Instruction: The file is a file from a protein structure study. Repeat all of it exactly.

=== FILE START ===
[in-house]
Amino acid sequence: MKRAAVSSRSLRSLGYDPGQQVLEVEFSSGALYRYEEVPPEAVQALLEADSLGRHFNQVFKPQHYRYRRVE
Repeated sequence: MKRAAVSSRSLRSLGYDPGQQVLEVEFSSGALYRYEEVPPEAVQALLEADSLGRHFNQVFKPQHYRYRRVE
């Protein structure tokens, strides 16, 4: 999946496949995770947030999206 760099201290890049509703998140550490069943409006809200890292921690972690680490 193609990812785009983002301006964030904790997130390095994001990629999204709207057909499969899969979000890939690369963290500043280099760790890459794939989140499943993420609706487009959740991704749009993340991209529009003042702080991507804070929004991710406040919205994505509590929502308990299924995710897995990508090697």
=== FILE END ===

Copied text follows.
[in-house]
Amino acid sequence: MKRAAVSSRSLRSLGYDPGQQVLEVEFSSGALYRYEEVPPEAVQALLEADSLGRHFNQVFKPQHYRYRRVE
Repeated sequence: MKRAAVSSRSLRSLGYDPGQQVLEVEFSSGALYRYEEVPPEAVQALLEADSLGRHFNQVFKPQHYRYRRVE
């Protein structure tokens, strides 16, 4: 999946496949995770947030999206 760099201290890049509703998140550490069943409006809200890292921690972690680490 193609990812785009983002301006964030904790997130390095994001990629999204709207057909499969899969979000890939690369963290500043280099760790890459794939989140499943993420609706487009959740991704749009993340991209529009003042702080991507804070929004991710406040919205994505509590929502308990299924995710897995990508090697």